By Scott Manning
A small group of Corrales residents meets regularly to discuss plans to transform the Corrales Interior Drain into a recreational trail for walkers and for cyclists. This group is just beginning the planning process, but a similar project has already been partially implemented in Albuquerque’s North Valley along the Alameda Drain.
On June 9, Doug Findley organized a Zoom meeting to discuss the possibility of constructing a recreational space along the entire length of the Corrales Interior Drain. The Corrales Interior Drain is a drainage ditch and irrigation water return feature that runs north-south through the central area of Corrales east of Corrales Road.
At Findley’s suggestion, Mayor Jo Anne Roake said July 2 she intended to appoint a group to look at the potential for better using the area around the drainage ditch. The mayor said she hoped to appoint the following at the July 21 council meeting: Doug Findley, Rick Thaler, Ed Boles, Sayre Gerhart, Jeff Radford and John Perea.
The group has as its mission “to identify and help implement ways in which the Interior Drain and its right-of-way may be improved for safe, enjoyable and essential public use while maintaining tranquility for adjacent residents.” The Interior Drain would retain its primary function as a drainage infrastructure for the village. But Findley and collaborators propose that the ditch bank become a mixed-use space that also supports recreation.
This is not the first time that residents have proposed transforming the land along the Corrales Interior Drain. Over a decade ago, Radford, a charter member of the Corrales Bicycle, Pedestrian Advisory Commission, suggested that the Village support a plan for the ditch bank to be used for recreation and —possibly— a shady area for parking for visitors to the nearby businesses along Corrales Road.
The proposal he floated years ago would have part of the ditch replaced by a perforated underground culvert that would continue the original drainage function for adjacent land. Radford said that concept was suggested by former Middle Rio Grande Conservancy District Chief Engineer Subhas Shah in the 1980s when Corrales residents complained about mosquitoes breeding in stagnant, smelly ditch water.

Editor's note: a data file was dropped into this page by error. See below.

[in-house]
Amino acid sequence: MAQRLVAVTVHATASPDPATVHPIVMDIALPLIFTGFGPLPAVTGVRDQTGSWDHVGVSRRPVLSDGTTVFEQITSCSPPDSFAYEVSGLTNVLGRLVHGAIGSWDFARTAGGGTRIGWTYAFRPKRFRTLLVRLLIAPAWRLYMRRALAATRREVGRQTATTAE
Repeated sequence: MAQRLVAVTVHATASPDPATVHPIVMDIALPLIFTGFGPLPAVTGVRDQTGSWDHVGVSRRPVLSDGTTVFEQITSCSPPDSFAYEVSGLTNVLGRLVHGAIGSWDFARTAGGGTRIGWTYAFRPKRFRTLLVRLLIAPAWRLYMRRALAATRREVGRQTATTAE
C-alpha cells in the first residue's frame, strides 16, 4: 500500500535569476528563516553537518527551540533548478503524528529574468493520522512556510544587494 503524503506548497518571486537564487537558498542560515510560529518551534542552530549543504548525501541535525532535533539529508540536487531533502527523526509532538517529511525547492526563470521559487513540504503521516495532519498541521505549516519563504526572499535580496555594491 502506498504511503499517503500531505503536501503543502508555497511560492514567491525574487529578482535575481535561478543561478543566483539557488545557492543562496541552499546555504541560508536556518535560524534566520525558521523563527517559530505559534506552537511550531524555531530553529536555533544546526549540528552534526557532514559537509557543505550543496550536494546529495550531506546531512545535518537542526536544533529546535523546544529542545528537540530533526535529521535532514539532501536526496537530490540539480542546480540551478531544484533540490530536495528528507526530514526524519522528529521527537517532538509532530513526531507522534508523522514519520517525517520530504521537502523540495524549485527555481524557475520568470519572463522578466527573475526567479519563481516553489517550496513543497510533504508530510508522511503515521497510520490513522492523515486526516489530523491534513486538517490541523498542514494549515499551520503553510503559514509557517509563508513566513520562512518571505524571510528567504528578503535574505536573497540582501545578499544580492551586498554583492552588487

Now, this group of Corrales residents plans to meet and work closely with Mayor Jo Anne Roake to advance the idea of a new recreational space along the drainage ditch. Once they have achieved committee or task force status, they plan to work with the Conservancy District (MRGCD) and with Corrales residents to transform the ditch bank.
Going forward, a recreational project along the ditch bank faces several challenges. First, the Village and the MRGCD would need to evaluate property rights claims along the Interior Drain to make sure that the land could be legally used as a recreational space. Some members of Findley’s group worry that private landowners may have specific property claims to land on the ditch bank.
In this scenario, the MRGCD controls the ditch bank for drainage and water usage purposes. The property agreements with the MRGCD could contain reversion clauses in which land use rights would be returned to private property owners if the drain were to be used as a recreational space. To resolve the property rights issue, the Village would need to conduct a professional land survey of the Interior Drain.
Second, the group of Corrales residents does not yet have a clear vision for the recreational project. And without a clear plan, the group will struggle to identify the structural and engineering challenges associated with it.
Members of Findley’s group decided at their meeting to begin contacting Corrales residents and specialists to determine the needs of the community and to construct a recreational plan that meets those needs. For example, the group intends to seek the expertise of biologists to determine the ecosystems along the drain.
Third, the project will require funding, and Corrales will need to invest in maintenance efforts to support the recreational space. At the June meeting, participants expressed confidence that funding avenues could be identified. Were the group to create a space that supports fishing in the Interior Drain, it could seek funding from the New Mexico Department of Game and Fish. Again, funding avenues can be determined once advocates draft a specific proposal.
Finally, Findley’s group recognizes that implementation of the project will require the assistance of several agencies in the region. The MRGCD must be involved because the district controls the area around the drain and uses the ditch banks to perform maintenance work.